Figures 1 and 2 display the images obtained in the band 0.5-2.0 keV and 2.0-5.0 keV, respectively. The band 5.0-10.0 keV is dominated by the particle background. As already observed with ROSAT (Briel et al. 1992; White et al. 1993; Dow & White 1995) we see a tail-like structure around NGC 4839 pointing away from the Coma cluster. The orientation of NGC 4839 in the optical coincides with the orientation of the tail. The X-ray emission of NGC 4839 seems somewhat disconnected to the diffuse X-ray emission coming from the group in the center of the pointing.

\psfig{figure=XMM09_f1.eps,width=8cm}\end{figure} Figure 1: The 0.5-2.0 keV image of the EPIC-MOS1 and EPIC-MOS2 camera. To correct for vignetting we corrected each individual photon with a weighting function (see Arnaud et al. 2001b). The image is gauss filtered with $\sigma =30^{\prime \prime }$. The spacing of the contours is linear with a step size of 1.17 10-3cts/s/arcmin2. The lowest contour is at 4.68 10-3 cts/s/arcmin2
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\psfig{figure=XMM09_f2.eps,width=8cm}\end{figure} Figure 2: The 2.0-5.0 keV image of the EPIC-MOS1 and EPIC-MOS2 camera. To correct for vignetting we corrected each individual photon with a weighting function (see Arnaud et al. 2001b). The image is gauss filtered with $\sigma =30^{\prime \prime }$. The spacing of the contours is linear with a step size of 2.34 10-4 cts/s/arcmin2. The lowest contour is at 1.87 10-3 cts/s/arcmin2
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4 Spectro-imaging

In order to look for spectral variations we calculated a hardness ratio image of the data (see Fig. 3). To account for the background, especially the particle background, we used another Coma pointing with the central coordinates of RA = 13h 01m 37s Dec = 27d 19m 52s (J2000), which is situated South-East of the Coma cluster at roughly the same offset angle than the sub-group. (46 arcmin in comparison to 51 arcmin for the subgroup pointing). We orientate this background pointing in such a way that it accounts for the emission of Coma itself plus stray light in the pointing for NGC 4839. However, this rotation has no measurable effect on the hardness ratio image, the features with or without this rotation rest identical. This indicates that the background we measure is dominated by particles.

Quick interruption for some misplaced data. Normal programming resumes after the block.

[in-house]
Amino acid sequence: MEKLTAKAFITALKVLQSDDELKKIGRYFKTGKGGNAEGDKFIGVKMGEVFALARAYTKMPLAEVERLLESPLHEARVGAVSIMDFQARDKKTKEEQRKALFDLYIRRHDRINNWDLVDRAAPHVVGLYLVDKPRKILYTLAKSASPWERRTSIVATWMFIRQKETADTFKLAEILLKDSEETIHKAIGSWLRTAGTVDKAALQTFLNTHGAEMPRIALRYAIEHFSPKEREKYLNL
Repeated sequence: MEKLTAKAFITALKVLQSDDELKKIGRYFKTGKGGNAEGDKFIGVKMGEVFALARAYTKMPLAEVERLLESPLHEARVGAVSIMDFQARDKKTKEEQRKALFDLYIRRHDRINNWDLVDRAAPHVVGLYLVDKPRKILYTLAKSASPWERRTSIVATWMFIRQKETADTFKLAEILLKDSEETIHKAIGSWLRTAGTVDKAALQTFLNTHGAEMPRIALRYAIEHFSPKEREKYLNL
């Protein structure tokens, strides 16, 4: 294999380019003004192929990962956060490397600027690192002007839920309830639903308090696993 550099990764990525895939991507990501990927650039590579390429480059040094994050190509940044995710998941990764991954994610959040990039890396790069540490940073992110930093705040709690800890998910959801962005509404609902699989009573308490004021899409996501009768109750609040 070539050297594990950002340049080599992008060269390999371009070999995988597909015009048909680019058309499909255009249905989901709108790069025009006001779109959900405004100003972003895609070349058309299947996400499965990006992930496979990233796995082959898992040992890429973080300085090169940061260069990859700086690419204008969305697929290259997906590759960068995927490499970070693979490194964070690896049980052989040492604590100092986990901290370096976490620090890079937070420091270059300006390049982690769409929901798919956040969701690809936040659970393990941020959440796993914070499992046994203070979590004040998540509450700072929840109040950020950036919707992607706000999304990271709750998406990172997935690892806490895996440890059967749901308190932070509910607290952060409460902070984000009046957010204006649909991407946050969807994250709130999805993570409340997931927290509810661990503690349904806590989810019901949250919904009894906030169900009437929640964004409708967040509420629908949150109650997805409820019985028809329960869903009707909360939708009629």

As we are not interested here in the emission of different point sources but only in spectral differences of the extended X-ray emission we use a wavelet algorithm (the MVM algorithm Rué & Bijaoui 1997) to filter out point-like structures for the hardness ratio images. Our hardness ratio image is calculated as hr = (image(2-5 keV) - image(0.5-2.0 keV))/(image(2-5 keV) + image(0.5-2.0 keV)).

We do not take into account any vignetting effects in the hardness ratio image since we know from calibrations that the vignetting functions are parallel to each other for energies below 5 keV.

The resulting image is shown in Fig. 3. We can see that there are indeed spectral variations across the field-of-view. Around NGC 4839 we see that the tail-like structure has a different colour (is softer) than the regions North or South surrounding it (the tail has a mean hardness ratio of $\langle hr \rangle=-0.6$). The region, which shows a harder spectrum in the South ( $\langle hr\rangle=-0.4$) seems also to have a tail-like structure, which is parallel to the tail seen in the original image. The core of NGC 4839 shows $\langle hr \rangle=-(0.5{-}0.6)$.

The appearance of a region with hard spectrum in the South-East or North, at the border of the hardness ratio image is not statistically significant. We cannot state with certainty that these regions are hotter due to an interaction of the group with the intracluster medium (herafter ICM) of the Coma cluster. These ``hot'' regions are not unlikely to be an artifact which is created by low photon statistics together with remaining stray light.

\psfig{figure=XMM09_f3.eps,width=8cm}\end{figure} Figure 3: The background subtracted hardness ratio image in the bands 2.-5.0 keV and 0.5-2.0 keV. The image shows the data only up to a radius of 12 arcmin. Regions outside this area do not show sufficient statistics to give meaningful results. The contours are the results from a wavelet filtering of an image in the band 0.5-2.0 keV
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5 Spectroscopy